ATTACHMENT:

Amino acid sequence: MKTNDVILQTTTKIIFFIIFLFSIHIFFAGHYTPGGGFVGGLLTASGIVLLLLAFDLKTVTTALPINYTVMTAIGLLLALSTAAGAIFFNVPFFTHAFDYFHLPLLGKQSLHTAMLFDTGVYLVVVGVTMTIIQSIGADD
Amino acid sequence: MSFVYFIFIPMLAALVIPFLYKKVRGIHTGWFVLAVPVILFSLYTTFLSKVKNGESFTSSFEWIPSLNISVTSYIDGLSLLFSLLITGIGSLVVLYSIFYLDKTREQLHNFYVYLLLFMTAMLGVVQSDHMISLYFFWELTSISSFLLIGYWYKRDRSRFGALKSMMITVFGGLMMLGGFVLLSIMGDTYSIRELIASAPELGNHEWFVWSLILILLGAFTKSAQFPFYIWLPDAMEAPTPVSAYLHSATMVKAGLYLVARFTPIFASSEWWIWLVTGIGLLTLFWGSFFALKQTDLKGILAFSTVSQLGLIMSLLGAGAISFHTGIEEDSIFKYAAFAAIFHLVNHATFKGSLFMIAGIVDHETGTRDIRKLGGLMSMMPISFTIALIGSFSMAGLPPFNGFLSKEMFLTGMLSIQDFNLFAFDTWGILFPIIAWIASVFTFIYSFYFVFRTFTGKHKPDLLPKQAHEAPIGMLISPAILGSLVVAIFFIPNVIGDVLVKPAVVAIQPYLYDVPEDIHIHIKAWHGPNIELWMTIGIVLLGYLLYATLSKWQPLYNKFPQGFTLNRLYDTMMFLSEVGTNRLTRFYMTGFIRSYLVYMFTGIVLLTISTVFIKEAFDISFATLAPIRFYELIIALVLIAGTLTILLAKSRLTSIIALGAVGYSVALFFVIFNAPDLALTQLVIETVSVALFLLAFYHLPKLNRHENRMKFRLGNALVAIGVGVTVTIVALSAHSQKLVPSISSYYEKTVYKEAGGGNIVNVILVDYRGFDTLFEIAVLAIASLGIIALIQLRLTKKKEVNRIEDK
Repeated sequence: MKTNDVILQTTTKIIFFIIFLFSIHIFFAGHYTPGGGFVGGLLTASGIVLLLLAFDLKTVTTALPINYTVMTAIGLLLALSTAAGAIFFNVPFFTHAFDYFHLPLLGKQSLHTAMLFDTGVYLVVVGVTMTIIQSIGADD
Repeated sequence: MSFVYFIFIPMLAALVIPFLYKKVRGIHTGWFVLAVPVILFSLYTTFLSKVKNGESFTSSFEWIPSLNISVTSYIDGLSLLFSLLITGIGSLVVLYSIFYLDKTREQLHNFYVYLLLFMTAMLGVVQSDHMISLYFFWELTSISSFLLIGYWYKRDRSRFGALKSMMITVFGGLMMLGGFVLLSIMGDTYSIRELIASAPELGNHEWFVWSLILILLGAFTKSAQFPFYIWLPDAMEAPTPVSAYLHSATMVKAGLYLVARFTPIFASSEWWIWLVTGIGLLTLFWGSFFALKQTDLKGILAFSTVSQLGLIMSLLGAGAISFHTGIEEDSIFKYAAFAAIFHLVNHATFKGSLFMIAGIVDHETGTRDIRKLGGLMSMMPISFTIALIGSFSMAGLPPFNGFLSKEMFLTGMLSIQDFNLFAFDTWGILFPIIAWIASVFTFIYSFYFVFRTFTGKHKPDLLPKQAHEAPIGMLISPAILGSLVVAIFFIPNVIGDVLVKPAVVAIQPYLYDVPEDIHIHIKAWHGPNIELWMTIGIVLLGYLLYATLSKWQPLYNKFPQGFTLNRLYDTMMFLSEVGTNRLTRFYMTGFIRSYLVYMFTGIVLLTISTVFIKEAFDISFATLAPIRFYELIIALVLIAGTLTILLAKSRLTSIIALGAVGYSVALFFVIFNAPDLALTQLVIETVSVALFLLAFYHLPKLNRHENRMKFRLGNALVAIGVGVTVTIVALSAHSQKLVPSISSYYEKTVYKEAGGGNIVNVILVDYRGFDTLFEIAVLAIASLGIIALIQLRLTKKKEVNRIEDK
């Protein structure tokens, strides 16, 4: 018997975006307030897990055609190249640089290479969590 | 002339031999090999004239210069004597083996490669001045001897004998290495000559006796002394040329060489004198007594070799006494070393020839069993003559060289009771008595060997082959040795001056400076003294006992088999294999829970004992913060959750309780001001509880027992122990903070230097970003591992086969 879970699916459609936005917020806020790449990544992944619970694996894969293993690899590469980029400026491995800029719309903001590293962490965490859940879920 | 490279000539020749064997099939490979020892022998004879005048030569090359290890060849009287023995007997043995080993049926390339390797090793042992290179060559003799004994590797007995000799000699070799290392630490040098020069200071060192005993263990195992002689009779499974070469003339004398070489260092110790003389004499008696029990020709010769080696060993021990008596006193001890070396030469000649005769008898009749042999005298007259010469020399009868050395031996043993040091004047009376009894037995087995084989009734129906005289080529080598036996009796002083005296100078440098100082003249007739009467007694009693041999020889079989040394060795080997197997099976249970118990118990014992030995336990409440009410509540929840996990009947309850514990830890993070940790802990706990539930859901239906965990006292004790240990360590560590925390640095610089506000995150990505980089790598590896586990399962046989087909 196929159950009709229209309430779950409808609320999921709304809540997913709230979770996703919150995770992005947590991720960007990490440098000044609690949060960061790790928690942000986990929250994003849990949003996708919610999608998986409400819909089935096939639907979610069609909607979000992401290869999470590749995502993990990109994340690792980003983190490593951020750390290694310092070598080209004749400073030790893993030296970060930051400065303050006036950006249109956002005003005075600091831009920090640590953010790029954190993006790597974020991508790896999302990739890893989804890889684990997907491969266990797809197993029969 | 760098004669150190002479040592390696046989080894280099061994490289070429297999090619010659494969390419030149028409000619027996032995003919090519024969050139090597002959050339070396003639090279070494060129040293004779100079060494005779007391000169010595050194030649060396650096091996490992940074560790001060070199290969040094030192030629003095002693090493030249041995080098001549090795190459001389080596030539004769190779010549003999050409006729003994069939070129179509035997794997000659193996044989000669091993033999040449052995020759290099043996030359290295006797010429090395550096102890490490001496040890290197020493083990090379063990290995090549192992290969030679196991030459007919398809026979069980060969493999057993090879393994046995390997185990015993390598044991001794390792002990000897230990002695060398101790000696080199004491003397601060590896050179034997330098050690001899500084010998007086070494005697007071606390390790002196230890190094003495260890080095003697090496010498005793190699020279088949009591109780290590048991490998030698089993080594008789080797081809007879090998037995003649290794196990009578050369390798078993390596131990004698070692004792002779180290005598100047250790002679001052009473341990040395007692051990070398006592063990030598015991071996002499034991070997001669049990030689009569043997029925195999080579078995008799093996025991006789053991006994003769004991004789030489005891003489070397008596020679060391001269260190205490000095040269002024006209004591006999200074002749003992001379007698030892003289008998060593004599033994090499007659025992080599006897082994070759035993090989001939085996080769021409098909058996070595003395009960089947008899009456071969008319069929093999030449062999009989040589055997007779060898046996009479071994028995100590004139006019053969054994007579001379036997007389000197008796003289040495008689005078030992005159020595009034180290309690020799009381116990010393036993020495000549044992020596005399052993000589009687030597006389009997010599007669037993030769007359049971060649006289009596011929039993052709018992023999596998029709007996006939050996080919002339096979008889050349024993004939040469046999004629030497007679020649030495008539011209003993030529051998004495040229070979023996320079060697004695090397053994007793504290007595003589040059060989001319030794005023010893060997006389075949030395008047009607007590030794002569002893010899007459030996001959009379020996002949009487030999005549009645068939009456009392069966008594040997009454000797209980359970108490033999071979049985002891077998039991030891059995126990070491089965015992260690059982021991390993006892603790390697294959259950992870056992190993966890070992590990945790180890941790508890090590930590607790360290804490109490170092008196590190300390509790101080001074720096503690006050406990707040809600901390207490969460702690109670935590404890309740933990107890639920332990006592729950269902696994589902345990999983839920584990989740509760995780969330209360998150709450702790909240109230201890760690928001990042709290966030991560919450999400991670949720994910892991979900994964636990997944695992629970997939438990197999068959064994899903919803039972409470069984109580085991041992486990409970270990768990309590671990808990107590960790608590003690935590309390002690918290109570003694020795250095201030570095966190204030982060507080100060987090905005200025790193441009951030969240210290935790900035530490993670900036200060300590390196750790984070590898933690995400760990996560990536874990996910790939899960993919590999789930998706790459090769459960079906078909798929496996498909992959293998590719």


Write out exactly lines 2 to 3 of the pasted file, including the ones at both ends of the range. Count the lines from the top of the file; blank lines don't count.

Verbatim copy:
Amino acid sequence: MSFVYFIFIPMLAALVIPFLYKKVRGIHTGWFVLAVPVILFSLYTTFLSKVKNGESFTSSFEWIPSLNISVTSYIDGLSLLFSLLITGIGSLVVLYSIFYLDKTREQLHNFYVYLLLFMTAMLGVVQSDHMISLYFFWELTSISSFLLIGYWYKRDRSRFGALKSMMITVFGGLMMLGGFVLLSIMGDTYSIRELIASAPELGNHEWFVWSLILILLGAFTKSAQFPFYIWLPDAMEAPTPVSAYLHSATMVKAGLYLVARFTPIFASSEWWIWLVTGIGLLTLFWGSFFALKQTDLKGILAFSTVSQLGLIMSLLGAGAISFHTGIEEDSIFKYAAFAAIFHLVNHATFKGSLFMIAGIVDHETGTRDIRKLGGLMSMMPISFTIALIGSFSMAGLPPFNGFLSKEMFLTGMLSIQDFNLFAFDTWGILFPIIAWIASVFTFIYSFYFVFRTFTGKHKPDLLPKQAHEAPIGMLISPAILGSLVVAIFFIPNVIGDVLVKPAVVAIQPYLYDVPEDIHIHIKAWHGPNIELWMTIGIVLLGYLLYATLSKWQPLYNKFPQGFTLNRLYDTMMFLSEVGTNRLTRFYMTGFIRSYLVYMFTGIVLLTISTVFIKEAFDISFATLAPIRFYELIIALVLIAGTLTILLAKSRLTSIIALGAVGYSVALFFVIFNAPDLALTQLVIETVSVALFLLAFYHLPKLNRHENRMKFRLGNALVAIGVGVTVTIVALSAHSQKLVPSISSYYEKTVYKEAGGGNIVNVILVDYRGFDTLFEIAVLAIASLGIIALIQLRLTKKKEVNRIEDK
Repeated sequence: MKTNDVILQTTTKIIFFIIFLFSIHIFFAGHYTPGGGFVGGLLTASGIVLLLLAFDLKTVTTALPINYTVMTAIGLLLALSTAAGAIFFNVPFFTHAFDYFHLPLLGKQSLHTAMLFDTGVYLVVVGVTMTIIQSIGADD